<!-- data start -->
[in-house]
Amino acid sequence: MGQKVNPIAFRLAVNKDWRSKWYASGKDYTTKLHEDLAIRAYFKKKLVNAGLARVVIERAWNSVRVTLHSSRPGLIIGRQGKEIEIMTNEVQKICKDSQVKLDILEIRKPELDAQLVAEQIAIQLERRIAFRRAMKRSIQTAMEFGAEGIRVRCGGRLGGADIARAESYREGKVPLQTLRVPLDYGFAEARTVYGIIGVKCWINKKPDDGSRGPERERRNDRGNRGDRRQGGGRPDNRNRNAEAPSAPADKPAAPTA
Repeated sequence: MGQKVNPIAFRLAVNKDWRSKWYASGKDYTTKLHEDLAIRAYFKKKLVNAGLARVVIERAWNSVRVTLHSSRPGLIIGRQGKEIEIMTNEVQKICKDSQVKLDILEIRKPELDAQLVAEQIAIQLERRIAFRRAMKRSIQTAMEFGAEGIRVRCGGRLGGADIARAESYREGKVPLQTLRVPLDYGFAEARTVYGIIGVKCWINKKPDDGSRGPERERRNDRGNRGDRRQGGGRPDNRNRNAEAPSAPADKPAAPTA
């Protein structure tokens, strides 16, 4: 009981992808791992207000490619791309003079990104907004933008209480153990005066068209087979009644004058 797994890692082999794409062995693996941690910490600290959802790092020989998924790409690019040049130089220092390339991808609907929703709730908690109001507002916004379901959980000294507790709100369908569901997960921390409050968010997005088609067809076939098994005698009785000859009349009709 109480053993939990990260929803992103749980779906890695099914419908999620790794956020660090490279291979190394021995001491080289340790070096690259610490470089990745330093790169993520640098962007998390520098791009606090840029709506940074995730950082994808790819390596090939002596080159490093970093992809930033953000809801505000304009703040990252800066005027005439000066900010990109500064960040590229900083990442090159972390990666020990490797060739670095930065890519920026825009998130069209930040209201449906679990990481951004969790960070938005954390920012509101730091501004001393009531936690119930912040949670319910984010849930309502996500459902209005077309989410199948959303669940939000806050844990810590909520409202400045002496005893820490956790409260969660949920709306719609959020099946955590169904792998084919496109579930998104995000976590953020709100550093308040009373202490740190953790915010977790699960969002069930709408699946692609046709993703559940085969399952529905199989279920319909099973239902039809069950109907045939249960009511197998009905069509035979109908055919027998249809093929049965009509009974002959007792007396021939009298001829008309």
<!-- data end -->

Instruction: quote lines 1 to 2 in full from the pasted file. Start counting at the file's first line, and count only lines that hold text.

[in-house]
Amino acid sequence: MGQKVNPIAFRLAVNKDWRSKWYASGKDYTTKLHEDLAIRAYFKKKLVNAGLARVVIERAWNSVRVTLHSSRPGLIIGRQGKEIEIMTNEVQKICKDSQVKLDILEIRKPELDAQLVAEQIAIQLERRIAFRRAMKRSIQTAMEFGAEGIRVRCGGRLGGADIARAESYREGKVPLQTLRVPLDYGFAEARTVYGIIGVKCWINKKPDDGSRGPERERRNDRGNRGDRRQGGGRPDNRNRNAEAPSAPADKPAAPTA